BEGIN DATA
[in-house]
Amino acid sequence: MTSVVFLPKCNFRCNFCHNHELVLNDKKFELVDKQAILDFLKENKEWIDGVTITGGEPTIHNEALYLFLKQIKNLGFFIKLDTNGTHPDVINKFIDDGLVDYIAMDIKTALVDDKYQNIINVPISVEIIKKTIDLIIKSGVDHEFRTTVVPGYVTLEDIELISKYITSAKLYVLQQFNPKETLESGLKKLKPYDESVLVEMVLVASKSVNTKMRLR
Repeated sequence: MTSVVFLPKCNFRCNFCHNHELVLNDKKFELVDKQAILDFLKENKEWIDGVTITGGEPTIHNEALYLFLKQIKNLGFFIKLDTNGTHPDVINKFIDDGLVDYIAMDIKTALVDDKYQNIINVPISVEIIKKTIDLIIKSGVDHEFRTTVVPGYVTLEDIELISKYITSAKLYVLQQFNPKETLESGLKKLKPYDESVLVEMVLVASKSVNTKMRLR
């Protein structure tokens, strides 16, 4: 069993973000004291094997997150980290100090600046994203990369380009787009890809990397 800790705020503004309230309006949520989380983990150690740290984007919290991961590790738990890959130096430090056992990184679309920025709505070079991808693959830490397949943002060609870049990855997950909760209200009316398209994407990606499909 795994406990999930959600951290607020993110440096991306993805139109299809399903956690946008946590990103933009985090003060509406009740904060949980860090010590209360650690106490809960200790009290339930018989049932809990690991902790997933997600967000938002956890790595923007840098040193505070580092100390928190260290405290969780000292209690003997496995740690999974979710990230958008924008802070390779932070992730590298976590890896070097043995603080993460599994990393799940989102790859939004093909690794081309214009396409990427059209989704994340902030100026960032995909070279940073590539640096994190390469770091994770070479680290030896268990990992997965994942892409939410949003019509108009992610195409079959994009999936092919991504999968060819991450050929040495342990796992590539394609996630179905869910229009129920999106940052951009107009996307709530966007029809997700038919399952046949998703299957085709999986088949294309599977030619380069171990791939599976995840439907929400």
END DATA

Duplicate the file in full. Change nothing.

[in-house]
Amino acid sequence: MTSVVFLPKCNFRCNFCHNHELVLNDKKFELVDKQAILDFLKENKEWIDGVTITGGEPTIHNEALYLFLKQIKNLGFFIKLDTNGTHPDVINKFIDDGLVDYIAMDIKTALVDDKYQNIINVPISVEIIKKTIDLIIKSGVDHEFRTTVVPGYVTLEDIELISKYITSAKLYVLQQFNPKETLESGLKKLKPYDESVLVEMVLVASKSVNTKMRLR
Repeated sequence: MTSVVFLPKCNFRCNFCHNHELVLNDKKFELVDKQAILDFLKENKEWIDGVTITGGEPTIHNEALYLFLKQIKNLGFFIKLDTNGTHPDVINKFIDDGLVDYIAMDIKTALVDDKYQNIINVPISVEIIKKTIDLIIKSGVDHEFRTTVVPGYVTLEDIELISKYITSAKLYVLQQFNPKETLESGLKKLKPYDESVLVEMVLVASKSVNTKMRLR
């Protein structure tokens, strides 16, 4: 069993973000004291094997997150980290100090600046994203990369380009787009890809990397 800790705020503004309230309006949520989380983990150690740290984007919290991961590790738990890959130096430090056992990184679309920025709505070079991808693959830490397949943002060609870049990855997950909760209200009316398209994407990606499909 795994406990999930959600951290607020993110440096991306993805139109299809399903956690946008946590990103933009985090003060509406009740904060949980860090010590209360650690106490809960200790009290339930018989049932809990690991902790997933997600967000938002956890790595923007840098040193505070580092100390928190260290405290969780000292209690003997496995740690999974979710990230958008924008802070390779932070992730590298976590890896070097043995603080993460599994990393799940989102790859939004093909690794081309214009396409990427059209989704994340902030100026960032995909070279940073590539640096994190390469770091994770070479680290030896268990990992997965994942892409939410949003019509108009992610195409079959994009999936092919991504999968060819991450050929040495342990796992590539394609996630179905869910229009129920999106940052951009107009996307709530966007029809997700038919399952046949998703299957085709999986088949294309599977030619380069171990791939599976995840439907929400």